“I personally don’t think I would ever do that [use it in an educational setting], but you can definitely see the temptation,” said Blumenscheid. “It could have many uses, but there are also many ways to abuse it.”

Blumenscheid said she used the chatbot to create songwriting prompts and found that he knows how to write a four-verse pop song.

“I think that really depends on what you’re using it for,” Blumenscheid said. “Start an outline? Perhaps. Write a research paper? Definitely not.”

After the AI ​​task force completes its initial recommendations, the Provost’s Office will provide feedback, which the AI ​​task force will then review after spring break, said Frank, a member of the faculty Senate Executive Committee.

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The college’s policies and guidelines on AI use will likely evolve over time as technology changes, Frank added.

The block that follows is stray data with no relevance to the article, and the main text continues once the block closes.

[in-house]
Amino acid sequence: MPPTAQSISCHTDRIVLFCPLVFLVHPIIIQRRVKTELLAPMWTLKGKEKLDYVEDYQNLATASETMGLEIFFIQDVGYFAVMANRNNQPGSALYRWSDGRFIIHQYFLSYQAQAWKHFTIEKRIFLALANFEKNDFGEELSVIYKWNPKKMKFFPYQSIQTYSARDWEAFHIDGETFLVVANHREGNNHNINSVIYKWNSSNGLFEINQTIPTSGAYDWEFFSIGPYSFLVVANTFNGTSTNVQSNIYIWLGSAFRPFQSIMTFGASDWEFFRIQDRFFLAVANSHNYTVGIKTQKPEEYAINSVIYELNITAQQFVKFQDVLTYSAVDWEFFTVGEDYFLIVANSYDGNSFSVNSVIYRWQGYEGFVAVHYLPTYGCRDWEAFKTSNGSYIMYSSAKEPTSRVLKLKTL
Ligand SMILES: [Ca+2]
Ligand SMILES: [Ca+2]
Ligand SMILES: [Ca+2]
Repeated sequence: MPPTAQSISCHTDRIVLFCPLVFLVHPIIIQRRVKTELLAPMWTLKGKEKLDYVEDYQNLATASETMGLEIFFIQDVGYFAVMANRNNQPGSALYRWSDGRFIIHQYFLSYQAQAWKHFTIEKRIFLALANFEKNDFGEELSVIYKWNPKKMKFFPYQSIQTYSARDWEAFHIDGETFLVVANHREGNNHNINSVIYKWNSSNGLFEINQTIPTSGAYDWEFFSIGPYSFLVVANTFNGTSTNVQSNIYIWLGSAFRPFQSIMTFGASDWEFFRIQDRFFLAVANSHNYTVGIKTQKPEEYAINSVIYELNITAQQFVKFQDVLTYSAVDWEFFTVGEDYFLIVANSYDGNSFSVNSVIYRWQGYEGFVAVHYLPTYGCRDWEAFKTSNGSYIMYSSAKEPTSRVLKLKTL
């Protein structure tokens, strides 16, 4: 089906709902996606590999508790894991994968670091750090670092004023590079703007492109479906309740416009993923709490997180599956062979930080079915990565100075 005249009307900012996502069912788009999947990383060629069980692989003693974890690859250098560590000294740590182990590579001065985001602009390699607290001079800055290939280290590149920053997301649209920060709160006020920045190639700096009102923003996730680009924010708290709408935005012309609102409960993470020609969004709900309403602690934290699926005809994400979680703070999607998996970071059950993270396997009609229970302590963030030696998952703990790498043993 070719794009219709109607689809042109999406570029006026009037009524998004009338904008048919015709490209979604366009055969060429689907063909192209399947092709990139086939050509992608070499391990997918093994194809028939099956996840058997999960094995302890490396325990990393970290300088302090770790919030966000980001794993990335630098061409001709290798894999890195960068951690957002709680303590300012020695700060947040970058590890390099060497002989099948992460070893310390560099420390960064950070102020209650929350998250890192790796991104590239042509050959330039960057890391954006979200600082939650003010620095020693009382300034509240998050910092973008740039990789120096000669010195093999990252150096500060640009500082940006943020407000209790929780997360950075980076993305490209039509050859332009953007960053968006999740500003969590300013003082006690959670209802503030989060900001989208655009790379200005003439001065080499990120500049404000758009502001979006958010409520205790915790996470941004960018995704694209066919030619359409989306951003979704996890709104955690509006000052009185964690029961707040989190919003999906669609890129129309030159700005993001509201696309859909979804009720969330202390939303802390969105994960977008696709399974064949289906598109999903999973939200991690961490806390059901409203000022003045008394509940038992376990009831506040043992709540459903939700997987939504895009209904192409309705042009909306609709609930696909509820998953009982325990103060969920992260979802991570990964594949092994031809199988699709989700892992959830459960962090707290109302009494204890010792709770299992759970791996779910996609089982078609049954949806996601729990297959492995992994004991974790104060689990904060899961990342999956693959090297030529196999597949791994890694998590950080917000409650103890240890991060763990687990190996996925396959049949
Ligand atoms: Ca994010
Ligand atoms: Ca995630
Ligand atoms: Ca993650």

The AI ​​Task Force consists of five faculty representatives, four staff, and two students from Columbia’s Student Government Association.

Greg Foster-Rice, Associate Provost for Student Retention Initiatives and Associate Professor in the Photography Department, said the task force is not solely focused on ChatGPT. It also examines visual image generators such as Midjourney and DALL-E.

“Our goal is to design a faculty resource page and a Provost’s Office notice to all faculty and staff so they can share some basic guidelines with students and offer a range of supports for different approaches to AI in our diverse curriculum,” Foster- Rice said in an email to the Chronicle.